There is no guessing penalty, which means you can fill in every answer instead of figuring out which ones to leave blank.

Some colleges (you have to check each one individually) will accept the ACT with Writing in lieu of SAT Subject Tests, so that is often a very convenient option. In short, you have very little to lose, but could have a lot to gain by taking the ACT with Writing.

College Counseling

Make use of your college counseling office early on in your high school years. Go through materials in the office such as college catalogs, books with test prep info, etc.

Take time to get to know your college counselor. Remember, your college counselor will be writing your college recommendation letter and if he/she doesn’t know who you are it will show. He/she provides an important piece of the puzzle for college admissions officers. Your counselor is the “voice” of your school, summarizing how you stack up next to your classmates in the academic competition. They are also your official advocates throughout the college admissions process, even if you use an outside counselor. It’s never too early to set up an appointment to introduce yourself and to keep him/ her updated on your latest accomplishments. Prepare a short summary of all your extracurricular and academic accomplishments, especially if they took place outside of school. How else will your counselor find out the necessary information to support you? They are your strongest ally besides teachers, so USE them to your advantage throughout your four years of high school!

One of the best tools available for determining your odds at a particular college is Naviance. This is software many high schools have added to their college counseling services. If your school is not yet on Naviance we urge you to advocate for the addition. Naviance will show you exactly where you are (using your GPA and tests) in relation to other students who have applied to specific schools. The scattergram is a graph with clear indications of past students results and where you fall in that rubric. If your school has Naviance, use it. If not, advocate that they add it ASAP. One thing to point out, however, is that Naviance does NOT show if a student has a hook (minority, development case, athletic recruit), so the information can be a bit skewed.

If your school provides stats on college acceptances in a report style, study it carefully. It might show GPA, as well as scores, and indicate if a student was accepted, rejected, wait-listed at colleges. That way, you can compare yourself directly with other students from your school and get an even better impression of how you stack up. Knowledge is power so use the data available to become informed.

Rising Seniors

We are working this week with rising seniors in our 2nd Application Boot Camp session. You can create your own focused Boot Camp by setting aside time NOW to complete your applications. It can be an overwhelming process so take it step by step. We’re here to help.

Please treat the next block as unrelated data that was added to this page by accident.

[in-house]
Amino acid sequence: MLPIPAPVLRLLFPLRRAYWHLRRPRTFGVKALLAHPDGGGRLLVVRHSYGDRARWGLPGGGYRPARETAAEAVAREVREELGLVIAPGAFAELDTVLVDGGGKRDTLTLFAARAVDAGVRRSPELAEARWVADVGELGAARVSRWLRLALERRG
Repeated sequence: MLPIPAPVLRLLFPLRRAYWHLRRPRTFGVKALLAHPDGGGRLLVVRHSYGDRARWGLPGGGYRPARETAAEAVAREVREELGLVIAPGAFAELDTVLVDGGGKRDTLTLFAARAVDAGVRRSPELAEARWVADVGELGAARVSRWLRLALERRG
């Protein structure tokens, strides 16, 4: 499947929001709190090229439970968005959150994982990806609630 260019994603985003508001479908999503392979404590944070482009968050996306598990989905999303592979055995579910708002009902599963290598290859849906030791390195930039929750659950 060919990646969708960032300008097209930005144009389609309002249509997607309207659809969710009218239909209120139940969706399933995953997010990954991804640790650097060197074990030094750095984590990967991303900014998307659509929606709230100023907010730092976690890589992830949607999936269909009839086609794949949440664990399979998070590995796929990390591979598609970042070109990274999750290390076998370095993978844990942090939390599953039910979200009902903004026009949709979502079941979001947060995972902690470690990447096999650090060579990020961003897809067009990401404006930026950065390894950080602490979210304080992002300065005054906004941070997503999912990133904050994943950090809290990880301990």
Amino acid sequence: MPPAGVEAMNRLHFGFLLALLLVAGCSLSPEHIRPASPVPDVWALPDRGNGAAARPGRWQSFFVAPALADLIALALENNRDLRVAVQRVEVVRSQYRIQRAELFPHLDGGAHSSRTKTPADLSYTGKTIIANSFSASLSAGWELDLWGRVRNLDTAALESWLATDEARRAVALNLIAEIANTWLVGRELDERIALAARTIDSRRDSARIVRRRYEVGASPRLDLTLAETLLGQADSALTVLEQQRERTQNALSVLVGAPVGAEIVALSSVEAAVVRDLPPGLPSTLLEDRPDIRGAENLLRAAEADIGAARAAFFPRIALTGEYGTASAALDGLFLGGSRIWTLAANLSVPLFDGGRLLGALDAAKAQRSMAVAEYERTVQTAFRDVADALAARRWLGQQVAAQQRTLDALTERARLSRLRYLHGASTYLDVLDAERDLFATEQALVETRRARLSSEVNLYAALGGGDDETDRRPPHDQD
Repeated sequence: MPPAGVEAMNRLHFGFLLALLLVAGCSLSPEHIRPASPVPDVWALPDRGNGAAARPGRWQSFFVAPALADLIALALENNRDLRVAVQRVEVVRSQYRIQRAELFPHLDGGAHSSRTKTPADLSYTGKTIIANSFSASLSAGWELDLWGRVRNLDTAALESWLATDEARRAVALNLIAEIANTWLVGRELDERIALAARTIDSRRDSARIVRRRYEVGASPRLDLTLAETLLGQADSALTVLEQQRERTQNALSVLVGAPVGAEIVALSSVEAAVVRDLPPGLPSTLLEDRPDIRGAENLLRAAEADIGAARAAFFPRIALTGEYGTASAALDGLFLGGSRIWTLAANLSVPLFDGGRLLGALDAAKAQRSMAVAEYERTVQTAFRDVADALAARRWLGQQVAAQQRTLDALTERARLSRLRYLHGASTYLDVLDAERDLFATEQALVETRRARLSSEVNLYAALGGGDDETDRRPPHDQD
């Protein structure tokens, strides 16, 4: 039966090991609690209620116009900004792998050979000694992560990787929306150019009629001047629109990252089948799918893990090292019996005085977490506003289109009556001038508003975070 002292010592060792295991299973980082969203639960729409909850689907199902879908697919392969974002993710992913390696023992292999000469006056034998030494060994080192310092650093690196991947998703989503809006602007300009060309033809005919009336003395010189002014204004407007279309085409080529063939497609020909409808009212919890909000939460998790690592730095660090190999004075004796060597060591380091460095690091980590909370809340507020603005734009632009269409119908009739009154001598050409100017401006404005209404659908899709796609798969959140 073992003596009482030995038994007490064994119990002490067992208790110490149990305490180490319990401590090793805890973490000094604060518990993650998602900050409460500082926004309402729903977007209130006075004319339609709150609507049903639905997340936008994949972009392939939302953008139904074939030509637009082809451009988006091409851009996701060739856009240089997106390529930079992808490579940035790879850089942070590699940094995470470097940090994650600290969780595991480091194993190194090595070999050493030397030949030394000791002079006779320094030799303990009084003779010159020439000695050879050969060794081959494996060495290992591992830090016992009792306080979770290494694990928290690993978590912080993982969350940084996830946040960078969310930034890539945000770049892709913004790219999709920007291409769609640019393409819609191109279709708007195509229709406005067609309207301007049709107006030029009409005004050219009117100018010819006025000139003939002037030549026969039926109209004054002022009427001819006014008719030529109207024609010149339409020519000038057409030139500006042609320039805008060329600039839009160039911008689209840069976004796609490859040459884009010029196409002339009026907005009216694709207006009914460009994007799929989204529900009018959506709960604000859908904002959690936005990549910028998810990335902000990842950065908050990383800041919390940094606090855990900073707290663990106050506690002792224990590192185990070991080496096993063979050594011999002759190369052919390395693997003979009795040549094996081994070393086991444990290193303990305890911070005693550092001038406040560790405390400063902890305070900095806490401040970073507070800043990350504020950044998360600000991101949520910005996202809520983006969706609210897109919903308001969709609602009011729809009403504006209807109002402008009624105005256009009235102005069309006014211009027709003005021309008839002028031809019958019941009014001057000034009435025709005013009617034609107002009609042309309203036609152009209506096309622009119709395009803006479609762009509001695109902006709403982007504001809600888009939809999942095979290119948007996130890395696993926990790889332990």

Once again we are indicating samples of application options. Our newsletter last week included an outdated schedule, we apologize for our error.

Types of Applications*

Application Deadline* Sample Schools
Rolling
Nonbinding
September onward University of Wisconsin
Penn State
Early Action
Nonbinding
November 1 University of Chicago
UNC
MIT**
Notre Dame
Restrictive Early Action
Nonbinding
but may not concurrently apply to a binding Early Decision program, although may make multiple Early Action applications.
November 1 Boston College
Georgetown
Single-Choice Early Action
Nonbinding
but unable to apply Early Decision or Early Action to other schools
November 1 Yale
Harvard
Princeton
Early Decision
Binding
November 1 or November 15 Dartmouth
Bowdoin
Early Decision II
Binding
January 1 or January 15 Vanderbilt
Vassar
Regular Decision
Nonbinding
December 15-January 1 All schools

* Double check application deadlines as they can vary year to year
** MIT’s Early Action Program is available only to citizens and permanent residents of the United States.

More Early Explanations:

Single Choice Early Action: Means you can ONLY apply to that school early, no ED schools or other EA schools. You can, in some cases, apply to your state, public university.

1. Yale: Single Choice Early Action: http://admissions.yale.edu/faq/single-choice-early-action

2. Stanford: Restrictive Early Action (but should really be called Single Choice): http://stanford.edu/dept/uga/application/decision_process/restrictive.html

3. Harvard: Single Choice Early Action: Not up on their site yet, we have: http://news.harvard.edu/gazette/story/2011/02/early-action-returns/

4. Princeton: Single Choice Early Action: Not up on their site yet, we have: http://www.princeton.edu/main/news/archive/S29/85/15K32/index.xml?section=topstories

Restrictive Early Action: You can apply Early Action to other schools but not Early Decision except for Stanford which calls themselves Restrictive Early Action but is really Single Choice Early Action

1.Georgetown: Restrictive Early Action http://uadmissions.georgetown.edu/applying_firstyear_earlyaction.cfm

2.Boston College: Restrictive Early Action: http://www.bc.edu/admission/undergrad/process/tips/s-applyingearly.html

Early Action:
UVA is regular EA now.

 

Check Early Policies

We are often asked to explain the many application options. It’s confusing and changes every year. In 2007/2008 UVA, Harvard, and Princeton all dropped their early admission policies. The year before that, Yale and Stanford, switched from early decision to early action. As a result, both schools experienced a HUGE rise (44% for Yale) in early applications since students did not have to commit. To add to the confusion, many schools like Georgetown, Yale, and Stanford are “single-action early action” which means that unlike what students have done in the past, now it violates the rules to apply to one school early action and another early decision. Now, as you probably know, UVA, Princeton, and Harvard have gone back to an early option and those students this year can apply early to UVA (non-binding) or they could apply with a restricted early action to Harvard or Princeton (meaning they couldn’t apply to other early schools). You do not want to get caught violating these policies so be sure to read the fine print at each school. Here is a quick reference list of the main types of early policies: